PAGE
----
• Reply
    July 31, 2018 at 11:39 am

    Your “Murphy’s Law” story (When things can go wrong, they will, and in the worst way at the worst possible time.) had me laughing out loud.
    In my family we always call the way you and your family coped the “have a Plan B and a Plan C and …a Plan Z” method.
    Thanks for the laugh with a few tears thrown in for love and loss.

    • Reply
      August 1, 2018 at 10:57 am

      Oh Liz, that story was for you. Living it was not fun, looking back on it has been very fun. It did seem like the peak of everything that could go wrong and how I felt like a teenager again living in a house that didn’t have all its parts yet. I LOVE the Plan Z method!

  • Reply
    Bettye L Rainwater
    July 31, 2018 at 6:04 pm

    Oh, I love that story. And I can relate to the difficult goodbyes, but I’m the mother and my “baby” lives far away. So far away. Too far away.

    “She was going to lose her hair, so I got my hands on an American Cancer Society video about how to tie a head wrap. For a week I covered my hair and wore a head wrap every single day during my other appointments. I’d never gotten as many compliments as I did in that week. No one thought I was a chemo patient. They just thought I was fashionable!” Ha, I NEVER managed anything CLOSE to fashionable when I wore scarves to cover my bald head during chemo. At best, I nailed the biker dew rag look. I watched umpteen YouTube videos and decided my hands just can’t do that kind of thing. But they were fun to watch 🙂


    • Reply
      August 1, 2018 at 10:56 am

      I wish I had been there to help you, Bettye. You’d have been getting compliments! It was different for me when I lost my hair. I wore a wig the whole time and didn’t want people to know. But then I got a gazillion compliments on my hair and people wanting to know where I got it cut and who colored it and what products was I using. It was crazy! There’s another story to share. Sorry your baby lives so far away. I am grateful every day that my kids didn’t move away from me like I moved away from my own parents.

  • Reply
    Anne Hunter
    August 1, 2018 at 10:42 am

    Love your
    story and I want to drive around and look at the farms too! I share your history of growing up not in California and spending my 20’s there. Are you like me and totally got into LA LA Land? Love that movie even though my goal was not to be an actress. I was surprised at how much it grabbed me! –Anne from Detroit Lakes MN

    • Reply
      August 1, 2018 at 10:53 am

      So fun to hear from you, Ann. Yes, I ADORED my years in Los Angeles. From West Fargo, ND to Los Angeles, CA–quite the change! I’m always happy to come home to Sonoma, which has a lot of fields and pastures reminding me of growing up on the farm. It is fascinating how much attraction it has. I’ll be near you in DL soon!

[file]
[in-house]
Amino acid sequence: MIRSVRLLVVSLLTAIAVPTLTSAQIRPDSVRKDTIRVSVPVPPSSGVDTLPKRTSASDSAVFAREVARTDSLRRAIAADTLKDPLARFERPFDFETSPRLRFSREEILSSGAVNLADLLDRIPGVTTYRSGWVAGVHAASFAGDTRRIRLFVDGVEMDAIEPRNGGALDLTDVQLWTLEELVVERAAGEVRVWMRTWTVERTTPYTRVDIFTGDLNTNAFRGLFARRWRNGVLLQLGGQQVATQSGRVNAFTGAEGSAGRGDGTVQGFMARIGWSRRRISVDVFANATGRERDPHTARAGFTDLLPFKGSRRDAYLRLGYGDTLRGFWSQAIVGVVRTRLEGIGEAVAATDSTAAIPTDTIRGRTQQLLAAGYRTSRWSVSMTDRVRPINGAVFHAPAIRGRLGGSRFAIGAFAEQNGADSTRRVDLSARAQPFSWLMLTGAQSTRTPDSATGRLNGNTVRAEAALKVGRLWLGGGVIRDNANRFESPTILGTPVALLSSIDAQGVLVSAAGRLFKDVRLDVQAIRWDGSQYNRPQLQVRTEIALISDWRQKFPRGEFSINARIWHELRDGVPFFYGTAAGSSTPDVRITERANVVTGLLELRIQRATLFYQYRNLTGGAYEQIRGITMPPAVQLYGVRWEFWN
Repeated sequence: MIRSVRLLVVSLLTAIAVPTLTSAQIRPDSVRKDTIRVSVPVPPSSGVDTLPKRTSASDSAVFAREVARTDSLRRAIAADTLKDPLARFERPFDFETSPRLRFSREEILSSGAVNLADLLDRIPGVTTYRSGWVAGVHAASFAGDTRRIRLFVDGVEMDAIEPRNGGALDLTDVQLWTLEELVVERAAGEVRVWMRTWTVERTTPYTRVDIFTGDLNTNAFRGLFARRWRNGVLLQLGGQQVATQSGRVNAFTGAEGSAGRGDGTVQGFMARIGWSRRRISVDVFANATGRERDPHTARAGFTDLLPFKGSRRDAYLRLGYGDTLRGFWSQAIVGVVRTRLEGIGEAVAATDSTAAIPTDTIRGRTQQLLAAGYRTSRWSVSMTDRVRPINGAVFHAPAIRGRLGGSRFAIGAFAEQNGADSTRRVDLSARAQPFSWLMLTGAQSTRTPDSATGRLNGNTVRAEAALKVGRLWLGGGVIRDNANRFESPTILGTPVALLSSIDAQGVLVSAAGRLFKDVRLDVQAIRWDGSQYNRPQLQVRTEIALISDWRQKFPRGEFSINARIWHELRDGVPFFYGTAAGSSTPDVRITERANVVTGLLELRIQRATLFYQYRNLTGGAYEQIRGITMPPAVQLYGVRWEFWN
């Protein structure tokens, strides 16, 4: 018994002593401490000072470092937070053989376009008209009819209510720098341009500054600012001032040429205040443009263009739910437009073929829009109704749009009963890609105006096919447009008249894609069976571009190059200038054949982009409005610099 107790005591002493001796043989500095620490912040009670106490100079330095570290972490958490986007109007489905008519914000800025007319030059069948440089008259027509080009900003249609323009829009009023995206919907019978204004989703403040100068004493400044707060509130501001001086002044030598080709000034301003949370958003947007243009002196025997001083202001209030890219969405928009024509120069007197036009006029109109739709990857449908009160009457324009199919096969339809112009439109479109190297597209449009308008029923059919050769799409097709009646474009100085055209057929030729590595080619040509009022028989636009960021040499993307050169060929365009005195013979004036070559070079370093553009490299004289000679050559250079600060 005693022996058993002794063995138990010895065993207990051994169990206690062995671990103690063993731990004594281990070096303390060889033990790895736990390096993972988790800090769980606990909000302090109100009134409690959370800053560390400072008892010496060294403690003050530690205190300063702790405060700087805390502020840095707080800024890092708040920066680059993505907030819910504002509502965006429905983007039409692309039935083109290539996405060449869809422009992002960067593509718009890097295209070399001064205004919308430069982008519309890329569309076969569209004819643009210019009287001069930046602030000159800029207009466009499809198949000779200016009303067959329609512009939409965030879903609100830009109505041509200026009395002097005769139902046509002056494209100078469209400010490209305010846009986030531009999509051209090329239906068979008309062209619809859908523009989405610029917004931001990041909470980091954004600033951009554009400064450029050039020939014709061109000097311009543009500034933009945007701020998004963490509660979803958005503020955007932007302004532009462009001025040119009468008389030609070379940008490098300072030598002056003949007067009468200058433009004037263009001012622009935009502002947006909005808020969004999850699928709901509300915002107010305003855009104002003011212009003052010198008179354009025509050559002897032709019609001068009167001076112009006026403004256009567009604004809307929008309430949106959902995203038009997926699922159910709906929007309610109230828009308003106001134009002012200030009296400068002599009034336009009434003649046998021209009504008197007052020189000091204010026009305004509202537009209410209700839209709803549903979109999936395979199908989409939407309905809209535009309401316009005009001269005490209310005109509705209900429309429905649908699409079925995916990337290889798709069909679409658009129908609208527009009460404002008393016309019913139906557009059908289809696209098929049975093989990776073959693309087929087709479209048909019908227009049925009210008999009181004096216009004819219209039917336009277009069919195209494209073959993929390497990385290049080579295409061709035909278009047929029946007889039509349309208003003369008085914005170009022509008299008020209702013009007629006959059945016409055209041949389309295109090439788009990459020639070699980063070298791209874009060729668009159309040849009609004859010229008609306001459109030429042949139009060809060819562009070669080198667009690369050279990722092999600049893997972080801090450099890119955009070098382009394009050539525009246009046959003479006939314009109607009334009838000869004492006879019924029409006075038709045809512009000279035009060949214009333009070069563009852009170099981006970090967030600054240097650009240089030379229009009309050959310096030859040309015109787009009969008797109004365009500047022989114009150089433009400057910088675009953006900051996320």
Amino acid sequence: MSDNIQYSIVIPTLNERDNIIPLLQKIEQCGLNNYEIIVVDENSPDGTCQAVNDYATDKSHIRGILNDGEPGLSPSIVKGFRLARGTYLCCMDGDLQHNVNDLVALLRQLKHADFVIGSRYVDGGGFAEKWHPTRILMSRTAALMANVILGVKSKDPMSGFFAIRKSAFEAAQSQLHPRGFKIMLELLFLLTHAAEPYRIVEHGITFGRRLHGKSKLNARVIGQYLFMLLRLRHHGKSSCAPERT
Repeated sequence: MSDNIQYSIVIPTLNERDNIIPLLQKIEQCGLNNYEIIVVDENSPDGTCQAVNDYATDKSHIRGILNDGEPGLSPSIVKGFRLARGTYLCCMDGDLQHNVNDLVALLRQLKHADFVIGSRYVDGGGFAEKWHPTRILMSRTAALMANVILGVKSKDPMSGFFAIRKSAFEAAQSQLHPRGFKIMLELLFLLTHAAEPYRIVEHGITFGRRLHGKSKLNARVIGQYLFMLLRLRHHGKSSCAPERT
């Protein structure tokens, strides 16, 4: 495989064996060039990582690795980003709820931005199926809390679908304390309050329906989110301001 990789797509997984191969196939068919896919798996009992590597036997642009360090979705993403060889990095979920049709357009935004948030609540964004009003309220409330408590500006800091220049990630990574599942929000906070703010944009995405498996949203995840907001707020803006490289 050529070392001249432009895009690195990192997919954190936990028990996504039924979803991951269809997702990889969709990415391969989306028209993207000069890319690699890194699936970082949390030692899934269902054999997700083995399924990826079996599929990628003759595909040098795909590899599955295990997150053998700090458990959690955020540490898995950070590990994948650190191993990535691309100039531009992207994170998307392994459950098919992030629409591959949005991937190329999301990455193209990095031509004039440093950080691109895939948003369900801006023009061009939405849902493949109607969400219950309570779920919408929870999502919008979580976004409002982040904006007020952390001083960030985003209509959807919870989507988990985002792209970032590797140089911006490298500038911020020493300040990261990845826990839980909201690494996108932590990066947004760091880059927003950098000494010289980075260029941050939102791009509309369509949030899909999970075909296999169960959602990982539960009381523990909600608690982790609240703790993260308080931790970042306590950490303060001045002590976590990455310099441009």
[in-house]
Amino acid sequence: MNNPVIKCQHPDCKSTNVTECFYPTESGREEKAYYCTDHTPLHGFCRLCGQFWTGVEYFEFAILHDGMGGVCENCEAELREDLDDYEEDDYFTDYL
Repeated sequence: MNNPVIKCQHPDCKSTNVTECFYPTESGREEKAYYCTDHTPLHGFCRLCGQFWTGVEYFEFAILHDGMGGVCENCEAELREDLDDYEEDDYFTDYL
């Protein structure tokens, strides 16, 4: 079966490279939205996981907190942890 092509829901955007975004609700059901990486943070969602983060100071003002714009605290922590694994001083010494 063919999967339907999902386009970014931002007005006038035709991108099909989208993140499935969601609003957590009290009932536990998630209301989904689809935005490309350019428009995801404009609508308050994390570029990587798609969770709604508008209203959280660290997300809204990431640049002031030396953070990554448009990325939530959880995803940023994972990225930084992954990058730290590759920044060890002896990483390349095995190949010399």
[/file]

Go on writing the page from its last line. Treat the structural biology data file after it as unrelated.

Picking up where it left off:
• Reply
    Susi Grady
    August 2, 2018 at 8:08 am

    Dear Brenda- thank you so much for sharing this story, so well written. Your family sounds lovely. It is hard to straddle between two places. I can relate with my own experiences with my parents. Keep up the great fashion ideas/stories and your witty writing! Love it!

    • Reply
      August 7, 2018 at 8:26 am

      Thanks, Susi. And you get it about the family. Heading there in just a few days and already thinking the trip is way too short. It’s so hard!

    • Reply
      August 14, 2018 at 5:34 pm

      Straddling–that’s exactly what it is! Thanks so much for being an “enjoyer” of my family stories, Susi. I really appreciate your comment about that!!

  • Reply
    Cindy Scurry
    August 2, 2018 at 2:02 pm

    I absolutely love your writing! I almost started crying! I understand…as I go to Georgia to visit my 87 year old dad every few months and its so hard to leave. I treasure this time we have together. I always try to work on projects he’s been wanting to get done around the house – painting the living room, the hallway and this last visit was painting the front porch. My mom died 2 years ago and dad is doing so good. He lives alone and takes care of himself and the house/yard so well. He is so sweet and such a delight.

    • Reply
      August 14, 2018 at 5:27 pm

      Cindy, you and I are lucky to have our dads. I love hearing what you do when you visit him. Our mothers passed away fairly close to each other. Dad still sheds tears over mom but gosh, I love the relationship we’ve been able to have together since he started healing from the hardest of grieving places. Hugs to you and your dad, my friend!

  • Reply
    Trinnie q
    August 6, 2018 at 5:24 am

    Ohh, how funny, sad and poignant. Life is truly beautiful, such an adventure with its ups and downs ! I loved the story of the struggle for grace,ohhh to be gracious all the time ! We can only try ! Sending much love from Oz x

  • Reply
    Sandra Sallin
    August 22, 2018 at 11:01 pm

    Oh, what a beautiful story. I was so touched and right with you and your family.

    • Reply
      August 27, 2018 at 5:58 pm

      Thanks, Sandra!